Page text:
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In the Three Certainties We Trust: The status of Builders’ Lien Act trust claims in bankruptcy

By Jennifer Taylor

Introduction

There is now a Nova Scotia decision on the interplay between the provincial Builders’ Lien Act and the federal Bankruptcy and Insolvency Act (“BIA”) in the interesting context of trusts. In Re Kel-Greg Homes Inc, Justice Rosinski found that monies found to be impressed with a trust under the Builders’ Lien Act can also be considered trust property under the BIA—and therefore exempt from the property of the bankrupt that may be distributed to creditors—if they meet the traditional “three certainties” of intention, object, and subject-matter. When the three certainties are present, the effect is that these monies will remain available for distribution among unpaid contractors and subcontractors on a construction project, and will not be subsumed in a bankrupt owner’s or general contractor’s estate.

Facts

There were four key facts about Kel-Greg: It (1) was the general contractor for several residential construction projects; (2) owed money to multiple contractors who had worked on those projects; (3) went bankrupt on August 2, 2013; and (4) only kept one bank account.

The dispute was whether certain funds in that account, amounting to around $60,000 (the “Collected Funds”), constituted trust property and were therefore exempt from distribution on bankruptcy (paras 1-3). The Trustee in Bankruptcy argued unsuccessfully for the funds to be included in the bankrupt’s estate.

Statutory context

The trust provisions are contained in sections 44A-44G of the Nova Scotia Builders’ Lien Act. Section 44B was at issue in Kel-Greg. That provision obliges the general contractor to hold all monies received for the project in trust until the subs on the lower rungs of the construction ladder are paid. (As the Supreme Court recently confirmed in Stuart Olson Dominion Construction Ltd v Structal Heavy Steel, 2015 SCC 43, referred to in Kel-Greg at para 55, these trusts serve different protective purposes than the lien provisions.)

On the federal side of things, the BIA excludes trust property from the “property of a bankrupt”: Section 67(1)(a).

Analysis

There has been a wealth of case law from across Canada considering whether it is constitutionally permissible for a provincial statutory deemed trust, like the trusts created under lien legislation, to count as “property held by the bankrupt in trust for any other person” under the federal BIA (which the ABCA recently and helpfully summarized in Iona Contractors, infra at paras 28; 38-43). This is important, because if the prospective trust property is excluded from distribution on bankruptcy, it is available for the intended beneficiaries of the lien statute’s trust, without requiring them to file claims in bankruptcy and hope for the best.

But Justice Rosinski did not really decide this case on constitutional grounds. Instead, he found that the Supreme Court decision in British Columbia v Henfrey Samson Belair Limited, [1989] 2 SCR 24 stood for the proposition that a trust fund created pursuant to a provincial statute will be exempt from the BIA if it meets the three certainties test (para 49).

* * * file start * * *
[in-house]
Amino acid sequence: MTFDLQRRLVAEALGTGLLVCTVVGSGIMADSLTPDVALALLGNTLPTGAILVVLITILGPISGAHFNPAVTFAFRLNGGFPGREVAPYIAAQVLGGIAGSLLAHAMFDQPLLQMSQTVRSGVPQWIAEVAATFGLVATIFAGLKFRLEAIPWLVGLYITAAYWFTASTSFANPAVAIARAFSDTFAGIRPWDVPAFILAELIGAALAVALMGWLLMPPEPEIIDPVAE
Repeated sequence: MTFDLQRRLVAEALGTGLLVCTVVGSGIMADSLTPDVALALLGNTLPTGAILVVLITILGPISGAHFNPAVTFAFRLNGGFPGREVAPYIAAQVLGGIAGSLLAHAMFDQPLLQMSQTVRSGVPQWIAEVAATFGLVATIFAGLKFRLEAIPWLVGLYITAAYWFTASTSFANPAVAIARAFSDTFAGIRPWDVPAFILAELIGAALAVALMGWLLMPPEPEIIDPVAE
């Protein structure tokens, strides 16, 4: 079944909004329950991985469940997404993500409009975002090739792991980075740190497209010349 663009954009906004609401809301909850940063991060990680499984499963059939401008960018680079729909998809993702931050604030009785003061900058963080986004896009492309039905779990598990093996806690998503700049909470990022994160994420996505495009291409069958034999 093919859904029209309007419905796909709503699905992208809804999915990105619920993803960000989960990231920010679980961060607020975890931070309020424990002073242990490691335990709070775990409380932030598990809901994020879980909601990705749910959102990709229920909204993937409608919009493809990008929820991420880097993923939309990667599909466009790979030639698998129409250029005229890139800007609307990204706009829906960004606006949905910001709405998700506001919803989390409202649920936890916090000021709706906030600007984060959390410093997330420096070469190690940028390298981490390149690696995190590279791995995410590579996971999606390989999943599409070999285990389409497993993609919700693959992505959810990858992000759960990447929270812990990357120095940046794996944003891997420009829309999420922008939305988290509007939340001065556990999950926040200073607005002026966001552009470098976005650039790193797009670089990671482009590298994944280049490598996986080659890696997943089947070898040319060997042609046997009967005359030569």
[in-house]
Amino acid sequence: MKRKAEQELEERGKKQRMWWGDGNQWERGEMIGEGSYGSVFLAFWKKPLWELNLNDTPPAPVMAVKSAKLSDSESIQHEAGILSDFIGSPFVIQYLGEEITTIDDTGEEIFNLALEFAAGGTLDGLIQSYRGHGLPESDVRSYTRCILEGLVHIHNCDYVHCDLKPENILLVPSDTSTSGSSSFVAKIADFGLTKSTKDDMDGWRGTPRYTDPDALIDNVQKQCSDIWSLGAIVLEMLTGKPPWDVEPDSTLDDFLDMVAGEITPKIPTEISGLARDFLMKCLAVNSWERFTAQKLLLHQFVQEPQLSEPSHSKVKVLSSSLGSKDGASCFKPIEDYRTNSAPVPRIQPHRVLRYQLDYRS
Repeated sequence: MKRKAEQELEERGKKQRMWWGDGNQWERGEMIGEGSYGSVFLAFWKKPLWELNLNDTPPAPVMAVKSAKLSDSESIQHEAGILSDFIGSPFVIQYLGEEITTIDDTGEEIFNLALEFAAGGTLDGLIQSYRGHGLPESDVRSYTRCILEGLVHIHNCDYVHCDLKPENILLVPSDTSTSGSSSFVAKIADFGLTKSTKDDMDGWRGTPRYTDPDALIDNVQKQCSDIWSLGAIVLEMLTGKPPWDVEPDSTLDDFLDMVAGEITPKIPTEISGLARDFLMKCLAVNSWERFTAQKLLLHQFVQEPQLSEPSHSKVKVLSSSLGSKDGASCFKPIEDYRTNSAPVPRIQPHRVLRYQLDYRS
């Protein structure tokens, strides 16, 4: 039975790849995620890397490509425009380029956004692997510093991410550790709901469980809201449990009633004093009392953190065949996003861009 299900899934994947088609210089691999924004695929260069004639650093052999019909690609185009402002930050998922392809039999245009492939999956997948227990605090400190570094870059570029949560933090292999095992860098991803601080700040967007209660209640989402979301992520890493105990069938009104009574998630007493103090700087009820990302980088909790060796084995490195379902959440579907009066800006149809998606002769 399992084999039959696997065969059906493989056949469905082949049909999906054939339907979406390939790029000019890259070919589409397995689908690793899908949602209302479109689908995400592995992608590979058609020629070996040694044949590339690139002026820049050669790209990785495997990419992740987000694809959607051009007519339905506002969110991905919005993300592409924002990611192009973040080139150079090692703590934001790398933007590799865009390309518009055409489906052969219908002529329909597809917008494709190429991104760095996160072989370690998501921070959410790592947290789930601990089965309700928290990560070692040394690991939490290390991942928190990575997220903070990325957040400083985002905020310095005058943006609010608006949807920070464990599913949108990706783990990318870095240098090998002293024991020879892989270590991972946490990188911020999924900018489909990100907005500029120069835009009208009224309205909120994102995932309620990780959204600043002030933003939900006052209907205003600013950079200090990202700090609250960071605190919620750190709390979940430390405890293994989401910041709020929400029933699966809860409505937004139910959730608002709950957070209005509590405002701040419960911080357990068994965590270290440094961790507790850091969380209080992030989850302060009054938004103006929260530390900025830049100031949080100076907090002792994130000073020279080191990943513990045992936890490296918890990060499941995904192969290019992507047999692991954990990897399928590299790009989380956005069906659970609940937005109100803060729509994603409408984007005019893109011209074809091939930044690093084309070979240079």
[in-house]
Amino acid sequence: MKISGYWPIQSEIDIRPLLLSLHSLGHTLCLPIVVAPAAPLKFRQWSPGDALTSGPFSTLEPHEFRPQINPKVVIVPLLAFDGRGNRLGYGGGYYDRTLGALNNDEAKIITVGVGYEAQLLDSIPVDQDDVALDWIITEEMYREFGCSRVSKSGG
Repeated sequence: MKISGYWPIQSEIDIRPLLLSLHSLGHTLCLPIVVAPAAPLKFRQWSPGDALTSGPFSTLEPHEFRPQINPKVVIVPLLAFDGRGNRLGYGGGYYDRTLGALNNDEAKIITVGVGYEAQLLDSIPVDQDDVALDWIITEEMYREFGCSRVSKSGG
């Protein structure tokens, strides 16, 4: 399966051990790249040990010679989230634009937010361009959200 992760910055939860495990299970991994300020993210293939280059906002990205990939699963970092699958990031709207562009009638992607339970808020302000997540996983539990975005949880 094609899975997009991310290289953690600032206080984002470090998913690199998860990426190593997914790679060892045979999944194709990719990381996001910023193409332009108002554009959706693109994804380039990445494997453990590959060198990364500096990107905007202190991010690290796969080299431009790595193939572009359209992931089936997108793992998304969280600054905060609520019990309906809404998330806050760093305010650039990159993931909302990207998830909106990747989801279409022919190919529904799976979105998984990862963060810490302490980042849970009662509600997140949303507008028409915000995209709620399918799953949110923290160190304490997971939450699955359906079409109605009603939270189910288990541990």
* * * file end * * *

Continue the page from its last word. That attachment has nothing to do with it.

The Alberta Court of Appeal recently reached a similar conclusion on the Alberta Builders’ Lien Act, in Iona Contractors Ltd v Guarantee Company of North America, 2015 ABCA 240 at paras 33-38, 43, 49 (application for leave to appeal to SCC filed).

On the facts of Kel-Greg, the analysis came down to whether there was sufficient certainty of subject-matter in the contents of Kel-Greg’s bank account, even though the alleged trust monies were “commingled” with other funds (paras 26, 50, 59). According to Justice Rosinski:

[8] As a matter of law, the mere co-mingling of trust monies with other, trust or non-trust, monies does not necessarily result in there no longer being “certainty of subject matter” regarding the original trust monies.

Justice Rosinski then turned to tracing, and the principle in the old case of Re Hallett’s Estate:

[14] I rely on the principle in Re Hallett’s Estate, (1880) 13 Ch. D. 696 (CA) that Kel-Greg, as a trustee, may be presumed to have expended all its bank account’s non-trust monies before expending any trust monies, and that the onus is on the trustee to rebut such presumption by identifying its own funds.

He concluded that the Collected Funds were all traceable, as trust money, back to a deposit of $82,796.38 by the purchasers of one of the properties (paras 11-16), applying the presumption from Hallett’s Estate:

[75] I am bound to follow this long established principle. I must presume, in the absence of evidence to the contrary, that Kel-Greg spent its own money before any of the BLA trust monies that had been deposited. Therefore, as I said in paras. 13 – 16, if Kel-Greg spent $23,926.15 of its own money first towards the $56,238.57 in expenses, then all the monies remaining in Kel-Greg’s account on August 2, 2013, are presumed to be trust monies under the BLA.

Takeaways

When it comes to trusts, case law on the proper interaction of the BIA and provincial lien legislation will likely remain in flux for some time, especially if the Supreme Court decides to take on an appeal from Iona Contractors. But after Kel-Greg, the law in Nova Scotia is supportive for unpaid subcontractors, who can argue that money in their bankrupt contractor’s account belongs to them and not to the trustee in bankruptcy. The challenge will be evidentiary: Proving the three certainties of a trust, especially the certainty of subject-matter, where the trust funds may be intermingled with the contractor’s other monies.

The foregoing is intended for general information only and should not be relied upon as legal advice. If you have any questions about how this might apply to you, please contact one of our lawyers.

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